On Wealth

I have wondered if I would (or even should) write anything about the “Occupy” movement. There are plenty of things I could say, but I feel like there are nuances that would lead to confusion if I did not explain myself well. This leads me to try to mentally unpack things, explain the fundamentals, and hopefully build on them to broader ideas. I honestly have not had the energy recently to go through this process, so for the time being I do not think I will will say much about “Occupy” itself.

The topic reminds me of some fundamentals about wealth that I am prepared to talk about, though. Wealth is often equated with money, but they are not the same thing. If you were stranded on an island (with a group of hot people and a mysterious smoke monster) and had one million dollars, you would not be wealthy. You would have a lot of pretty, printed paper that you would not be able to exchange for something of actual value to you — food or shelter, in this example.

Mary Ruwart explains in her book, Healing Our World, that money is a store of value and a measure of how much of the available wealth a person has access to. She further explains that wealth is created when we discover new ways of using existing resources. Human ingenuity allows us to create new things from existing resources that improve our well-being and make tasks more efficient. That is wealth.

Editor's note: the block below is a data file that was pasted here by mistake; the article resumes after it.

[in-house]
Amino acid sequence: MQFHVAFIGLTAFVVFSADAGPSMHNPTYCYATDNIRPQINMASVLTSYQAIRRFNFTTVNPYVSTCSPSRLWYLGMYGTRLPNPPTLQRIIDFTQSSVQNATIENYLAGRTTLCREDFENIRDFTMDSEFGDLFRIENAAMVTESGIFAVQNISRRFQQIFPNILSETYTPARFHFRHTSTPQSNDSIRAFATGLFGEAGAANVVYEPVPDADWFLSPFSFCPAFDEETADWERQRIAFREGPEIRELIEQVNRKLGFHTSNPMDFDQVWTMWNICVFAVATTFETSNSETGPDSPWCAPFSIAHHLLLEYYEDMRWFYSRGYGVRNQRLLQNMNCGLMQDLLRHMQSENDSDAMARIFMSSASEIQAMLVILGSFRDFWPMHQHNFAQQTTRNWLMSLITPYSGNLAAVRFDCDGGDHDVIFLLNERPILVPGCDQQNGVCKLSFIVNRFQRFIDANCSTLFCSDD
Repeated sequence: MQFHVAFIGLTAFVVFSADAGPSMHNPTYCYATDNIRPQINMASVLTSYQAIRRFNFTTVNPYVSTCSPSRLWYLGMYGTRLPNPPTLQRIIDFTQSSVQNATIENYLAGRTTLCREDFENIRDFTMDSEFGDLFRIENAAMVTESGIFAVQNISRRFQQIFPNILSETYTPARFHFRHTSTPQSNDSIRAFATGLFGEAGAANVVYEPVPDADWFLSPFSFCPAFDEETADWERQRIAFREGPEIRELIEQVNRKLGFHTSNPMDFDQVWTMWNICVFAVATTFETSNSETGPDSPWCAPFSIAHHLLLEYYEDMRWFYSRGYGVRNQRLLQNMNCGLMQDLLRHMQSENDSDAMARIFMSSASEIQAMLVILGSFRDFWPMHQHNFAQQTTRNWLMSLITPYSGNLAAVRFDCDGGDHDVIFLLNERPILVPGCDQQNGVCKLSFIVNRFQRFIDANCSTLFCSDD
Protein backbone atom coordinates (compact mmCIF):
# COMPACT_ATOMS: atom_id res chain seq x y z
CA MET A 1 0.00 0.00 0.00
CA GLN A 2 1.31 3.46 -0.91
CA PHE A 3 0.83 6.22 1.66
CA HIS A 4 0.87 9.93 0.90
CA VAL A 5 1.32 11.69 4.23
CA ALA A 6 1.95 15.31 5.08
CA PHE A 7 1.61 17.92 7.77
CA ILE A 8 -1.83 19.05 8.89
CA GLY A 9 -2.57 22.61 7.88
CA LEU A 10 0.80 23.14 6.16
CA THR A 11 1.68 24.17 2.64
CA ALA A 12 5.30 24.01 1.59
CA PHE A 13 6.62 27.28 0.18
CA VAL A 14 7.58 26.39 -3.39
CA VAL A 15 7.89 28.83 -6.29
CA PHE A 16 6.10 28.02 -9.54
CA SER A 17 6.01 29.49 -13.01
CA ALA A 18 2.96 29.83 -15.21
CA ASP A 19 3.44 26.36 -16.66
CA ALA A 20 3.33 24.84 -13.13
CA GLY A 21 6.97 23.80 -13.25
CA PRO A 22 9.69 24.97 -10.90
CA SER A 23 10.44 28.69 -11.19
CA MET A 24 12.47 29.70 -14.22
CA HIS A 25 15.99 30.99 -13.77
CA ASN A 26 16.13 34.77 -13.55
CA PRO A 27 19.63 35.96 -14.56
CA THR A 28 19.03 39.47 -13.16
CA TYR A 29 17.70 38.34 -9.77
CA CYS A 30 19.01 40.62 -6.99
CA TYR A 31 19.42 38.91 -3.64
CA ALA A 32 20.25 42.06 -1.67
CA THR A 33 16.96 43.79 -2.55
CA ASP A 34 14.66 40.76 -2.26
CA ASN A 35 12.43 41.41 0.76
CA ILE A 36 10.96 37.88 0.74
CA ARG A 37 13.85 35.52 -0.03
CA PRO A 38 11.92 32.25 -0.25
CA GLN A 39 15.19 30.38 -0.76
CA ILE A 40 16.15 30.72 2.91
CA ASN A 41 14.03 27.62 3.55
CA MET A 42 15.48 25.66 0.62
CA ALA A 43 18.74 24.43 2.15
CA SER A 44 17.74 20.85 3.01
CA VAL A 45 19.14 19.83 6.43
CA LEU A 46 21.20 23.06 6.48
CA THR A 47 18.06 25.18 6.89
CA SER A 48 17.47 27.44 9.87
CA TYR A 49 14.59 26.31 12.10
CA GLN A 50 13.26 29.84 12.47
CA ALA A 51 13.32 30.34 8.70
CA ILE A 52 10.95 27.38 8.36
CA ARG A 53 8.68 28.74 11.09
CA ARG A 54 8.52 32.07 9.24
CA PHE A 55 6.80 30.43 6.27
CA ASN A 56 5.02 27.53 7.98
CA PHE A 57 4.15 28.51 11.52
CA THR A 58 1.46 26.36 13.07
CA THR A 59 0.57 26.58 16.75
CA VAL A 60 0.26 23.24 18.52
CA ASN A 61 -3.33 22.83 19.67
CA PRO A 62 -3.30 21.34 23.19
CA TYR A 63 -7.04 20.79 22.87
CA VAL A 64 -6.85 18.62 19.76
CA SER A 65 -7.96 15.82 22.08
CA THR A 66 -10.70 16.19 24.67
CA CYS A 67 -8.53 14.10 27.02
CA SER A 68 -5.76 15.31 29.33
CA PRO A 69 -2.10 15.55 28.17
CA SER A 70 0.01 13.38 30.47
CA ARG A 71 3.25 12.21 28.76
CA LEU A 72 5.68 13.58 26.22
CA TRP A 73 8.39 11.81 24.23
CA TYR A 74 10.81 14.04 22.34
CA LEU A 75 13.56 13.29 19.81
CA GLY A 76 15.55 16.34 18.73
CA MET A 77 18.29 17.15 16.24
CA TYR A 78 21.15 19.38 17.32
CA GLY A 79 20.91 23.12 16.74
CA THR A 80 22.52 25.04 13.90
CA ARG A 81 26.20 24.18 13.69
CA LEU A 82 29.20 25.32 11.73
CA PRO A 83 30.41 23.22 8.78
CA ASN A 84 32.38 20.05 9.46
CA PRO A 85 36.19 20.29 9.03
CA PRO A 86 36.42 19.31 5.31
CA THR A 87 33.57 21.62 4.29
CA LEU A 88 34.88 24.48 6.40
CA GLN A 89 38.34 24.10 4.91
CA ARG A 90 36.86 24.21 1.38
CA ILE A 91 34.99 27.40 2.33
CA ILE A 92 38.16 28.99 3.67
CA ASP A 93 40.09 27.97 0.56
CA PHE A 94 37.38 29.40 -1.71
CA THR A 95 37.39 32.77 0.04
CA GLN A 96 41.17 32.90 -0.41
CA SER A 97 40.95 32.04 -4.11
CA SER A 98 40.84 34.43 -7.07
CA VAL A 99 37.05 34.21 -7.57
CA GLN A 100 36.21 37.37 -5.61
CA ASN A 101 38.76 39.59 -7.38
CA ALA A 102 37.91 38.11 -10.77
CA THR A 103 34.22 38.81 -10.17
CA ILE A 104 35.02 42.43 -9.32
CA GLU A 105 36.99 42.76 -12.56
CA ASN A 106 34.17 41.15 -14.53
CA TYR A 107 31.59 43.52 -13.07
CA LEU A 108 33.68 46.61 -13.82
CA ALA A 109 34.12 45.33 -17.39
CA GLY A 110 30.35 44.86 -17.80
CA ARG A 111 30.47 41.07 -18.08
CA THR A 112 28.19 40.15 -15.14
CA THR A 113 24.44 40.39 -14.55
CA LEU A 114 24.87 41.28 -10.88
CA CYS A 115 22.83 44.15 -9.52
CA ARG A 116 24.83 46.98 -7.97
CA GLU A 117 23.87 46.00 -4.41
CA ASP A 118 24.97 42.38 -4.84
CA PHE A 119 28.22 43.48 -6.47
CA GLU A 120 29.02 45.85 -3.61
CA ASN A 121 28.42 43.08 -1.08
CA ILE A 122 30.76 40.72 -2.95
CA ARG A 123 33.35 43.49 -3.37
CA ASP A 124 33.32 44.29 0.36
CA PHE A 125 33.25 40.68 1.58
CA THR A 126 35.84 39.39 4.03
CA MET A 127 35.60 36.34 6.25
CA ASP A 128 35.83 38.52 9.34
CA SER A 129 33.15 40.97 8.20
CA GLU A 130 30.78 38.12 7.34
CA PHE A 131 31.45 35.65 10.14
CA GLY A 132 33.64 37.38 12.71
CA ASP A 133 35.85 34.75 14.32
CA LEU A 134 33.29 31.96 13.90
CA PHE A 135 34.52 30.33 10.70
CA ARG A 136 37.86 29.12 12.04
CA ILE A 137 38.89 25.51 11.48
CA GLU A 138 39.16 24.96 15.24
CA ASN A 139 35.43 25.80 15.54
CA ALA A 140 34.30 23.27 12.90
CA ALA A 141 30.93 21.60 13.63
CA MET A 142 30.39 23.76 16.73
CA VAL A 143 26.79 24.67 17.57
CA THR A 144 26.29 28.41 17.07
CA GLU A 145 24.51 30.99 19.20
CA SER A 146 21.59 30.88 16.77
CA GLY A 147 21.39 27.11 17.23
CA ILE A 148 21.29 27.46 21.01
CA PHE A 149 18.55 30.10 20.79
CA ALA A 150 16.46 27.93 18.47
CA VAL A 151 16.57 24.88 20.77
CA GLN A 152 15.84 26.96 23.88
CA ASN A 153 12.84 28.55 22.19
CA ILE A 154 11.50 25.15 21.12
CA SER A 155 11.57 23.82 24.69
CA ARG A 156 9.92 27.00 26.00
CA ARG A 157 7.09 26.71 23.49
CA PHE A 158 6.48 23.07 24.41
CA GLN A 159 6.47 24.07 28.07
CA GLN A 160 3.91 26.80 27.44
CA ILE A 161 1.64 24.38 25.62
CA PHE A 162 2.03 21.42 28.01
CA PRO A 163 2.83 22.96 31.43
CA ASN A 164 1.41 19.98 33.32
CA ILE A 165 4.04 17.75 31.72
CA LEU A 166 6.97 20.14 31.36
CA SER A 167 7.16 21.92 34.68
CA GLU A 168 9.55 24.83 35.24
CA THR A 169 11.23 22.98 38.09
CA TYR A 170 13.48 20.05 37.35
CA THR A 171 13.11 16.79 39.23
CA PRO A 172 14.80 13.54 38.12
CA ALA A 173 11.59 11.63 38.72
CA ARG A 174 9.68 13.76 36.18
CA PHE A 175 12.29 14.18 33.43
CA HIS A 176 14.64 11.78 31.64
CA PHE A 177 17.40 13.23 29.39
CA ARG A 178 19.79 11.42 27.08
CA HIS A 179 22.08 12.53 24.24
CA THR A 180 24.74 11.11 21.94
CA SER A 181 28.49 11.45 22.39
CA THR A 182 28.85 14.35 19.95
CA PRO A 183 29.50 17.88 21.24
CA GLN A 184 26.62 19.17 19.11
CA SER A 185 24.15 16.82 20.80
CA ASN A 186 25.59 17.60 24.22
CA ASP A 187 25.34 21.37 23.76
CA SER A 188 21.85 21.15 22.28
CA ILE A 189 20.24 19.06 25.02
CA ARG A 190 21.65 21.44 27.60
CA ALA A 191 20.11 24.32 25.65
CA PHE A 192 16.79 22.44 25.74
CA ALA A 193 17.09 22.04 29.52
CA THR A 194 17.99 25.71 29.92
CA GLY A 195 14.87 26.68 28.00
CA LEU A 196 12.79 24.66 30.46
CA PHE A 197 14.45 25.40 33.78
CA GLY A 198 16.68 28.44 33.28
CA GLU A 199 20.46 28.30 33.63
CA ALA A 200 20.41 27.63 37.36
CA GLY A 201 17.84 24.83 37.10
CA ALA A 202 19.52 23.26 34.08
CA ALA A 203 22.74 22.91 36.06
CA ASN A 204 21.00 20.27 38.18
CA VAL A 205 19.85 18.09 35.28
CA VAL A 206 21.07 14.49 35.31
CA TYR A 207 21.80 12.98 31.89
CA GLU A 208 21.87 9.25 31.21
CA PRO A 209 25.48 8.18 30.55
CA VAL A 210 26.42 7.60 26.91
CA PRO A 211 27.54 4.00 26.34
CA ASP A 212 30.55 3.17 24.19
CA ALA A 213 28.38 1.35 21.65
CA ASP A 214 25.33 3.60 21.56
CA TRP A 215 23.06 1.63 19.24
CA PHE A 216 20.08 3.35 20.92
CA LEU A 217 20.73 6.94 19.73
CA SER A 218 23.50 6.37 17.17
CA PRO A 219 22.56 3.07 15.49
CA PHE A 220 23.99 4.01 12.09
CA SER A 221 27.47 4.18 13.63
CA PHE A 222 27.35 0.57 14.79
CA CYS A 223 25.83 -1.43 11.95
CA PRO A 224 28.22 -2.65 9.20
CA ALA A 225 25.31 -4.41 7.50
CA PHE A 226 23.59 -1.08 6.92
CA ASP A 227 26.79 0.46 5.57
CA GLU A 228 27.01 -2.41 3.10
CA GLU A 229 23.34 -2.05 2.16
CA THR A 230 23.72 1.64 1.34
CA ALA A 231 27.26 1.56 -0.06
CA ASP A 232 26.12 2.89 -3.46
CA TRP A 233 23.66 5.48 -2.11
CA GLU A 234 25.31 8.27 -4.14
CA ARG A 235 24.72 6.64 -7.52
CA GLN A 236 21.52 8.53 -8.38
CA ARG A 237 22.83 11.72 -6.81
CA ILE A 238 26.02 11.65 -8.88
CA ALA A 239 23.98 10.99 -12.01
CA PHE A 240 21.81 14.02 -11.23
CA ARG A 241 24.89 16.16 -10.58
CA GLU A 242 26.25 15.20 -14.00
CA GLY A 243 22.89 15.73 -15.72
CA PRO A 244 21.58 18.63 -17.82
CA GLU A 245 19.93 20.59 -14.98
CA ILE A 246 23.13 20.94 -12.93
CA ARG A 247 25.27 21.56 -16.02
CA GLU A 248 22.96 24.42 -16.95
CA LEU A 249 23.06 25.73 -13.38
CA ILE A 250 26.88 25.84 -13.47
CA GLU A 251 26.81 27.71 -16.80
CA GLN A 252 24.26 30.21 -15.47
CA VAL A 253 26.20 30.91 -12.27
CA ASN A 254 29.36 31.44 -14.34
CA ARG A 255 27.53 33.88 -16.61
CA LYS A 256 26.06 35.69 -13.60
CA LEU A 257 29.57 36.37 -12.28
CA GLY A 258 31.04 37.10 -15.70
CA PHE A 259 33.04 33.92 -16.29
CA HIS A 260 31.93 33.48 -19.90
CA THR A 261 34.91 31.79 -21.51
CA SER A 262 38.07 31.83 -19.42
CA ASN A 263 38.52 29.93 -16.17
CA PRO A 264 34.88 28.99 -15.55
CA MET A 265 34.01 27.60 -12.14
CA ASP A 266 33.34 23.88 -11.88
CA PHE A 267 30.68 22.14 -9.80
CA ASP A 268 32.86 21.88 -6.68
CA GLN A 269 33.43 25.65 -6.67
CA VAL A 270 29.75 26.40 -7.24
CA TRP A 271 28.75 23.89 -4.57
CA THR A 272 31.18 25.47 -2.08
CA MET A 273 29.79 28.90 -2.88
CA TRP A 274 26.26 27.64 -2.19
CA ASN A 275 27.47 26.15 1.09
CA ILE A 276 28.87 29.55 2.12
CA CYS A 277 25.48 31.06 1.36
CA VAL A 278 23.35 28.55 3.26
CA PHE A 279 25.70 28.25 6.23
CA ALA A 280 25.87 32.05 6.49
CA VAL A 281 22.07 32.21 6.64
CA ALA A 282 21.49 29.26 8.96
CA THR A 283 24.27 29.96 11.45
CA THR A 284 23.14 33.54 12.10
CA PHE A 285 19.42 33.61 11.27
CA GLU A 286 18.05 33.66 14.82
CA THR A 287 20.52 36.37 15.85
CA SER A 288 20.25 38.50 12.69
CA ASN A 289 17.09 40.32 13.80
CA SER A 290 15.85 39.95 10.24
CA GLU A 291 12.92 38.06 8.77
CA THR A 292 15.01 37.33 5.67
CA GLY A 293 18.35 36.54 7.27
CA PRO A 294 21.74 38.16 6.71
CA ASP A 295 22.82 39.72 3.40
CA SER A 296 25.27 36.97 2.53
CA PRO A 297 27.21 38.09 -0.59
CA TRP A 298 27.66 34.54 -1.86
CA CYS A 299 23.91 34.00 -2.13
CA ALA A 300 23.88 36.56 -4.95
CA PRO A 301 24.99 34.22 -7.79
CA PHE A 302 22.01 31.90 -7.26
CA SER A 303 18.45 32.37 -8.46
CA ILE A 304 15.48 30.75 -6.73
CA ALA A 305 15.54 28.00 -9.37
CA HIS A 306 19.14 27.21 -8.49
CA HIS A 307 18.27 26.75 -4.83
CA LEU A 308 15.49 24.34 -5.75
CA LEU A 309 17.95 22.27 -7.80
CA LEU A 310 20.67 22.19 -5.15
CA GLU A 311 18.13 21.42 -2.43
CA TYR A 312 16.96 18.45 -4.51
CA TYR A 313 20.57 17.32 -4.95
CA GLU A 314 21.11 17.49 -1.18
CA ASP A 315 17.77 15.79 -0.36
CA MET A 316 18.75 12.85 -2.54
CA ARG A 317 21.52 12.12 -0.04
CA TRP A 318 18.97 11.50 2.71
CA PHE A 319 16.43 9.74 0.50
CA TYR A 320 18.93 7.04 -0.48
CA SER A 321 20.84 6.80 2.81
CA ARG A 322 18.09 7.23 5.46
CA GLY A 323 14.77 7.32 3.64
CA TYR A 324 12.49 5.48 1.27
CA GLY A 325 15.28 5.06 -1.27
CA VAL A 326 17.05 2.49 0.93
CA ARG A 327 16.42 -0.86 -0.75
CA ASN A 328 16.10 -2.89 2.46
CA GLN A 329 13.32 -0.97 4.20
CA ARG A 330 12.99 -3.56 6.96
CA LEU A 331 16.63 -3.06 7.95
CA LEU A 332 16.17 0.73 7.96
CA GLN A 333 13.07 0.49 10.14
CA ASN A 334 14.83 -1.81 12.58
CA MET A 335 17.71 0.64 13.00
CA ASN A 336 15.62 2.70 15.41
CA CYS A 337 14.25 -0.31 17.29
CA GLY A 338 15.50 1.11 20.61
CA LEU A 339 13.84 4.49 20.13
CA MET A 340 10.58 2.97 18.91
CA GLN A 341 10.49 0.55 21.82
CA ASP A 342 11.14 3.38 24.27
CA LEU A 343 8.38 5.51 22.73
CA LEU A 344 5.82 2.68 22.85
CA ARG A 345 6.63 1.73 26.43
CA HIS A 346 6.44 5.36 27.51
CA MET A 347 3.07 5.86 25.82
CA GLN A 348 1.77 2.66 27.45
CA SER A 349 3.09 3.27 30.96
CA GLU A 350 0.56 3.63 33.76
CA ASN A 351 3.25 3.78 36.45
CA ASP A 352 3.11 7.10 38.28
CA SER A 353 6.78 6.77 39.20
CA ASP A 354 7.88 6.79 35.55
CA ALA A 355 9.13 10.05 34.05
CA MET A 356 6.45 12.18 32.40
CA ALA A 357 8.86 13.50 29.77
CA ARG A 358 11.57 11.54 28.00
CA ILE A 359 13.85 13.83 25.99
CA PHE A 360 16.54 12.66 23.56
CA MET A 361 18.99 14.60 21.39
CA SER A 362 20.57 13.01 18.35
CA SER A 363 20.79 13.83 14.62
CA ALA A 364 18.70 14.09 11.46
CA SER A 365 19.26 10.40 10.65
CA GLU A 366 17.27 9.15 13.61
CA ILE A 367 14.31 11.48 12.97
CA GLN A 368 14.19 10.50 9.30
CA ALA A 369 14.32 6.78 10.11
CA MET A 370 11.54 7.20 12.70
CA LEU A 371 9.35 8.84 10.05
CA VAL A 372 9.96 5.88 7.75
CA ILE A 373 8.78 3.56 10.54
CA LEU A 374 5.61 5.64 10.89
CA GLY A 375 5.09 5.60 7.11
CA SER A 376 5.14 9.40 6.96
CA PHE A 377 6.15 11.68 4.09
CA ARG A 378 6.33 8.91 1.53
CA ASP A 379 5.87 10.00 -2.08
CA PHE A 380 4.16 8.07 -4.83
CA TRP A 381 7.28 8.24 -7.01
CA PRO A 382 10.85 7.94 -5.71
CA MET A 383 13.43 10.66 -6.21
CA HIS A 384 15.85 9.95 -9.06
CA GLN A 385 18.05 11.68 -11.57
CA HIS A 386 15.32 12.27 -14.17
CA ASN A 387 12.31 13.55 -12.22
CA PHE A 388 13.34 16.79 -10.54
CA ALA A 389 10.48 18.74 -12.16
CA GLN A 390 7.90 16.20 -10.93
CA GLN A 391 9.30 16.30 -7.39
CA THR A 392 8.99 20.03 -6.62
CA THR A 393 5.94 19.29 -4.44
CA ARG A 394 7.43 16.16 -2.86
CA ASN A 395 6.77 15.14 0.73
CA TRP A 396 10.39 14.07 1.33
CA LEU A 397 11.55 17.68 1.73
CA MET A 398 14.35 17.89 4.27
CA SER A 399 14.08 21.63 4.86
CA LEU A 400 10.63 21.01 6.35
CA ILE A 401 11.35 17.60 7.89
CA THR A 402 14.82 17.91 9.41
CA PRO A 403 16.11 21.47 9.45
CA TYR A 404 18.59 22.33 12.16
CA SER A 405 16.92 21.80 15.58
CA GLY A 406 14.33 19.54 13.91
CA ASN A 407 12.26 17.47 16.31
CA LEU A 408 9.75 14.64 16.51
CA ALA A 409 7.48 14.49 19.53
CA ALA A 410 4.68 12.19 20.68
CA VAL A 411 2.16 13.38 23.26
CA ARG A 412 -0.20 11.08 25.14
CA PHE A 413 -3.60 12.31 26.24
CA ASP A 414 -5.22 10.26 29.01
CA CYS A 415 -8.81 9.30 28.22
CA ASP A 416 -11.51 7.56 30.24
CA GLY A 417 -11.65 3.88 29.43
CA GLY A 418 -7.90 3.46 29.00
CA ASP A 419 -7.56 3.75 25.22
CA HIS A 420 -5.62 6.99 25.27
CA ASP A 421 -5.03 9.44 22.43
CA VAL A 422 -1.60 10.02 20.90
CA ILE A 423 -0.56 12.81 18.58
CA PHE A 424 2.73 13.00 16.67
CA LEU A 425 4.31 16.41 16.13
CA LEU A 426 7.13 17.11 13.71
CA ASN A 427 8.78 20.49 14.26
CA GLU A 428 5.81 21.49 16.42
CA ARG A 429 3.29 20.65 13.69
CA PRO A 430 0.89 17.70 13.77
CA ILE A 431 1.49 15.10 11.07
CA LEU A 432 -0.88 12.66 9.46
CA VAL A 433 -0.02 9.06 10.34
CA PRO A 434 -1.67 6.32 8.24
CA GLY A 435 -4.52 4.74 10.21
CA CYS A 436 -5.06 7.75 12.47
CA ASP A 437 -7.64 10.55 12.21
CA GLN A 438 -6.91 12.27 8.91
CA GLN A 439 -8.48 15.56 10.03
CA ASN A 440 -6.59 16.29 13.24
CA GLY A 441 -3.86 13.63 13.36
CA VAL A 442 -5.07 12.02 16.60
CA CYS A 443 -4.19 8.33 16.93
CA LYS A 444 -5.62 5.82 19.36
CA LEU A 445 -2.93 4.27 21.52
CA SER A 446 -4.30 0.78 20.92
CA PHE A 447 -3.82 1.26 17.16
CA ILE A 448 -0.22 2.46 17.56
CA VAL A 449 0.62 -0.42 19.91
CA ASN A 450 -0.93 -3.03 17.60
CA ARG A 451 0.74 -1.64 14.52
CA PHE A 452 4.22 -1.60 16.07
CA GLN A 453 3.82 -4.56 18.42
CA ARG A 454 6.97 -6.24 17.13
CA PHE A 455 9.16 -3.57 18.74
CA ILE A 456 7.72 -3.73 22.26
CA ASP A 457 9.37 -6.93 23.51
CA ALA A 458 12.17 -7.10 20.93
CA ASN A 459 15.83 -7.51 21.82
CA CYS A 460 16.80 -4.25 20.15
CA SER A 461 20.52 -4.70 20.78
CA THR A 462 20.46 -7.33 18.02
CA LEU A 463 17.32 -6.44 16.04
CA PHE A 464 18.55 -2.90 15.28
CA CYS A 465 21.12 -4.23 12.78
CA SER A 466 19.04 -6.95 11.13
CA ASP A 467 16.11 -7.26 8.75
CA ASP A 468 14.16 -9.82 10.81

While the money supply is finite1, the possibility to create wealth is practically limitless. We can witness this by looking at computing technology over the last 30 years. Ingenuity and mass replication have given us more and more computing power at cheaper and cheaper costs. This is expanding the supply of wealth in the world.

I think the most important thing to realize is that wealth is not a zero-sum. There is not a fixed amount of wealth in the world that everyone is competing for.

See also: Wealth Creation and the Zero-Sum Fallacy by Warren Meyer.

1 Let's keep this simple for now and not talk about the inflationary policies of central banks.

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